BEFORE THE STATE TAX COMMISSION OF UTAH
XXXXX ) INFORMAL DECISION
: Case Nos. 87-1162, 1163,
AUDITING DIVISION OF THE : and 1164
STATE TAX COMMISSION OF UTAH, ) Audit Periods XXXXX
STATEMENT OF CASE
This matter came before the Utah State Tax Commission for an Informal hearing on XXXXX. James E. Harward, Hearing Officer, heard the matter for and in behalf of the Tax Commission. XXXXX appeared representing the Respondent. XXXXX appeared representing the Petitioner. The Petitioner operates three marinas located at XXXXX. The Petitioner ia a concessionaire for the XXXXX and is subject to all the regulations, rules, and rate making guidelines of the XXXXX. As part of its concessionaire's services the Petitioner provides houseboat rentals to visitors. In conjunction with the lease of houseboats lessees can purchase an optional damage waiver. The optional damage waiver is for the purpose of covering any deductible amount which is not covered by the umbrella insurance coverage of the Petitioners. The Petitioners petition for redetermination sets forth three issues:
1. Whether Petitioners as concessionaires of the XXXXX are exempt from Utah sales tax.
2. Whether fees charged for optional damage waivers given to lessees of tangible personal property of subject to Utah Sales Tax Act i.e., whether the August 31, 1987 rule promulgated by the State Tax Commission and Tax Bulletin 14-87 is valid.
3. Whether the damage waiver rule should be applied only to transactions occurring after August 31, 1987, the date the damage waiver rule was disseminated to the general public.
Concessionaire The Tax Commission finds the ruling and the facts in United States v. New Mexico 102 S.ct. 1373 (1982) to be dispositive of the issue of whether or not the Petitioners are in fact subject to sales tax provisions of the Utah Code as concessionaires for the United States Government. The court stated that "immunity cannot be conferred simply because the state tax falls upon the earnings of a contractor providing services to the government." New Mexico supra at 1352. The court went on to say "in such a situation where the contractors use of the property in connection with commercial activities carried on for profit is a separate and distinct taxable activity. New Mexico, supra 1352. The court concludes "that tax immunity is appropriate in only one circumstance: when the levy falls on the United States itself, or on an agency or instrumentality so closely connected to the government that the two cannot realistically be viewed as separate entities, at least insofar as the activity being taxed is concerned." New Mexico, supra 1352. The Tax Commission after reviewing the facts and evidence finds no evidence that the Petitioner is so closely connected to the government that they cannot be realistically separated. The Tax Commission looks at several facts in making that determination including but not limited to the fact that Petitioner transacts all business in the name of the Petitioner and not in the name of XXXXX. In addition, Petitioner is treated as a separate entity from XXXXX in fact treated as a concessionaire with special responsibilities and obligations to the government but is not a part of XXXXX. Optional Damage Waiver The optional damage waiver would at first blush appear to be a type of insurance. However, it is not insurance but simply a contractual arrangement whereby the leases no longer have any obligation for damages should they occur. If it were insurance it would be necessary to have an insurance policy issued, the premium paid thereon, and premium tax paid upon the premium. In addition, the insurance would have to be issued by a licensed insurance agent. None of those facts appear. The Petitioner argues that the damage waiver is a separate charge which is optional and therefore not subject to inclusion in the lease of the house boats. The Respondent on the other hand argues that XXXXX stands for the proposition that, even though a separate charge, included in the lease payment and therefore should be taxable. The Tax Commission does not find XXXXX controlling. The case is clearly distinguishable. XXXXX stands for the proposition that when a maintenance agreement is made part of a lease agreement that the maintenance monthly charges are taxed as part of the lease agreement. In the situation before the Commission, the charge is to purchase a release of liability for any damage caused to the leased property. The charge is clearly optional wherein the XXXXX it appears that the maintenance agreements were part of the lease agreement. The Tax Commission is now faced with a charge which is added to a lease of a houseboat which is not exempt from taxation because it is an insurance premium or policy nor does it fall within the facts situation as set forth in XXXXX. Under the strict construction policy and directions of the Utah Supreme Court all items shall be taxed unless specifically exempted. See, Parker v. Quinn, 64 P.961 (Utah 1901); Loyal Order of Moose, No. 259 v. County Board of Equalization of Salt Lake County, 657 P.2d 257 (Utah 1982); Friendship manor corporation v. Utah State Tax Commission, 487 P.2d 1272 (Utah 1971). Therefore the damage waiver claims are subject and for convenience purposes would be included in the total lease payment for computation of sales tax. Retrospective as opposed to prospective application The Tax Commission is persuaded that the issue is sufficient ambiguity up to the present time that the rule should be given prospective application after the August 31, 1987 Bulletin. Therefore the portion of the assessment which deals with damage waiver claims is rescinded. Petitioner's petition for redetermination is granted in part. All application of Tax Bulletin 14-87 shall be prospective.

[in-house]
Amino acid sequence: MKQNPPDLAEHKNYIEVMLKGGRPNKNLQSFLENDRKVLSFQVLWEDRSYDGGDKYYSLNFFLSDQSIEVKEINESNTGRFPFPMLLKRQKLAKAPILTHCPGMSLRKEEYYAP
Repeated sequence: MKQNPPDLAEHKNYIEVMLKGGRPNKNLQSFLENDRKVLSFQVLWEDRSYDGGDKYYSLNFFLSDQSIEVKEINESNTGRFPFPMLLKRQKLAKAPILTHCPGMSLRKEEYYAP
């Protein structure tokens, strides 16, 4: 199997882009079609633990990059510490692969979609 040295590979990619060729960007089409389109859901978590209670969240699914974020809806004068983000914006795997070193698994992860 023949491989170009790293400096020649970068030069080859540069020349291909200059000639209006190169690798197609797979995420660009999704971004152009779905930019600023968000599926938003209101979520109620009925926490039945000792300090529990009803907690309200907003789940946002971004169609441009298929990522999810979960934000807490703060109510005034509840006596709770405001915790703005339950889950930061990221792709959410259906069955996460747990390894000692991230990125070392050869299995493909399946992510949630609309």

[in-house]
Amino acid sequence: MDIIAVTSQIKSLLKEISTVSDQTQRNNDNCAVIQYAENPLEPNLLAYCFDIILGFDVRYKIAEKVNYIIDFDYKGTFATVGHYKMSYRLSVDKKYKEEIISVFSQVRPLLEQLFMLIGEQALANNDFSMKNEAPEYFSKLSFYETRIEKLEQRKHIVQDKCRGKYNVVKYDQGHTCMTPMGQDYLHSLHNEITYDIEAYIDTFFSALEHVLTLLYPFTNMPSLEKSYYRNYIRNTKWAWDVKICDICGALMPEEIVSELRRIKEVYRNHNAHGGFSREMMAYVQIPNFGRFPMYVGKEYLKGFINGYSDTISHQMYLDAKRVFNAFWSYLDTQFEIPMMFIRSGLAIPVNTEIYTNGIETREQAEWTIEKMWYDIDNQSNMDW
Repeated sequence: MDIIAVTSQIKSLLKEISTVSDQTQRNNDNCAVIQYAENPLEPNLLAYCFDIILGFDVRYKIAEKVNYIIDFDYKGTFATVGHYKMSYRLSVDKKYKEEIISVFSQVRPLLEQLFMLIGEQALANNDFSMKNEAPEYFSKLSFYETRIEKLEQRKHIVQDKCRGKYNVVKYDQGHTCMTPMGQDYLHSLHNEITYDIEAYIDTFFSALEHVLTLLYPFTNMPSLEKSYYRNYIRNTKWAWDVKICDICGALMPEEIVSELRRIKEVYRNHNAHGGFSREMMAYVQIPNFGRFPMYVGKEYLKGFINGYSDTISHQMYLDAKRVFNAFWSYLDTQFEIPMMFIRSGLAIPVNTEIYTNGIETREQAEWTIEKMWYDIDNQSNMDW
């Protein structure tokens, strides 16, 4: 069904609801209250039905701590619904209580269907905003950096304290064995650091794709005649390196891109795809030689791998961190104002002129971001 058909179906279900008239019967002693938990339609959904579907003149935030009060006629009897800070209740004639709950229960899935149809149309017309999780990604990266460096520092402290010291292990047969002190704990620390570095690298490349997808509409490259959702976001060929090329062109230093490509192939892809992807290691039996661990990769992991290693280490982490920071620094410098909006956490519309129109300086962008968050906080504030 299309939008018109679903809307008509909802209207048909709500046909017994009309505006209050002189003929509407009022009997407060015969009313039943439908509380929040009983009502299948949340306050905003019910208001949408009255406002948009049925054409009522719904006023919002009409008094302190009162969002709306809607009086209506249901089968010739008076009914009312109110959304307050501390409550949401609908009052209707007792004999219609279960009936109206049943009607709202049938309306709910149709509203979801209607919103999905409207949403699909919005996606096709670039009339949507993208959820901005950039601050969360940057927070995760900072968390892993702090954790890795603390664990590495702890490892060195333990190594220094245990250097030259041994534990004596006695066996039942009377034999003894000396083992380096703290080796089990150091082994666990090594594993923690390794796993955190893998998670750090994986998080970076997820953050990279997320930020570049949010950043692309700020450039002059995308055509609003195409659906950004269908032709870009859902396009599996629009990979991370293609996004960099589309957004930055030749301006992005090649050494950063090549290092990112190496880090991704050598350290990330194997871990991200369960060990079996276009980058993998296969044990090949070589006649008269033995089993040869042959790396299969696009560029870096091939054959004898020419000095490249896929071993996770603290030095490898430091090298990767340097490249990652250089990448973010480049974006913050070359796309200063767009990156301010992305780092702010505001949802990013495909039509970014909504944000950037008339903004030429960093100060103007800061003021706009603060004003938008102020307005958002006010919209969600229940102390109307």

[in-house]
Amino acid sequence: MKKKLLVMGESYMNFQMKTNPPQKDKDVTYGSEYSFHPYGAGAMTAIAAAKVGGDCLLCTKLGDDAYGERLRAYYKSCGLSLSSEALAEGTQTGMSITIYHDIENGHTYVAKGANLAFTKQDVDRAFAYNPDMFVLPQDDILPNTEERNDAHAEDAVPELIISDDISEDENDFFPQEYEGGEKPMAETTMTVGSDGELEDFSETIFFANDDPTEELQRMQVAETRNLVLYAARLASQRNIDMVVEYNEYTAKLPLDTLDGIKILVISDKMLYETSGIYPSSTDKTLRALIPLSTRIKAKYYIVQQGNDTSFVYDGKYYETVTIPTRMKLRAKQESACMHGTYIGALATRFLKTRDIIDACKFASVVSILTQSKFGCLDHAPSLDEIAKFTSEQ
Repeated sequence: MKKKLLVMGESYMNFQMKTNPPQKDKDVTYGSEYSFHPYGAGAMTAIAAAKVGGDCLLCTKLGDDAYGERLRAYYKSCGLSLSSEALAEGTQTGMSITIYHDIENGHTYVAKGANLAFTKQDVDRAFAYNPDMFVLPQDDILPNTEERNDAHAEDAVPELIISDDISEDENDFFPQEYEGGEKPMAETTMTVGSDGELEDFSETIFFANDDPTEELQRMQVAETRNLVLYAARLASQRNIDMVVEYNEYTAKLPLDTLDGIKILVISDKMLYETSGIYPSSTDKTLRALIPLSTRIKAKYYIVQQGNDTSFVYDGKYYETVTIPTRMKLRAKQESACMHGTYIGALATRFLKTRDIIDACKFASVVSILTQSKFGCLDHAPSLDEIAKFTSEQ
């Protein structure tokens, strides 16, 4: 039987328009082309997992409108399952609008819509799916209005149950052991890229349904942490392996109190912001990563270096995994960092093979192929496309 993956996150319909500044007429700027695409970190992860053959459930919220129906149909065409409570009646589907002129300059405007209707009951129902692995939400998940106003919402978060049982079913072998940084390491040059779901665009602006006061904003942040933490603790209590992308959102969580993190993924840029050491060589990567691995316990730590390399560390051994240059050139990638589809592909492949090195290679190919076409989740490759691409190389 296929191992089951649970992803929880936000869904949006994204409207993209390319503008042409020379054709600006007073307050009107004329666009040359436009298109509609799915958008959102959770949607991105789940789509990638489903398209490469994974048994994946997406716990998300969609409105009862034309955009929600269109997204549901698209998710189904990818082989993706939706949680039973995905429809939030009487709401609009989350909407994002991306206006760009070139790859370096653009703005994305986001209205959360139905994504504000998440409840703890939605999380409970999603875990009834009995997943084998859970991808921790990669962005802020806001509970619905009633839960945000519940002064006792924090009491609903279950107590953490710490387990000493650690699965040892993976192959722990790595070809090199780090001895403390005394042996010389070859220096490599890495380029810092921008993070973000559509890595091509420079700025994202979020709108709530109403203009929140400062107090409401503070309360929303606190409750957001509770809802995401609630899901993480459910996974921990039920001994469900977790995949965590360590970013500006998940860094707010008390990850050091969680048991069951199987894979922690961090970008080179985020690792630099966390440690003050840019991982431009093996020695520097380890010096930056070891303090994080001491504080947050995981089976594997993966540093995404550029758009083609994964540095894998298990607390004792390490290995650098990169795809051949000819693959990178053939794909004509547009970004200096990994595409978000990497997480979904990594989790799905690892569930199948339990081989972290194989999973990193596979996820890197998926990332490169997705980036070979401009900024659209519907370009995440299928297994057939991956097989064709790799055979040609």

DATED this 22 day of December, 1987.
BY ORDER OF THE STATE TAX COMMISSION OF UTAH.
R. H. Hansen Roger O. Tew
Joe B. Pacheco G. Blaine Davis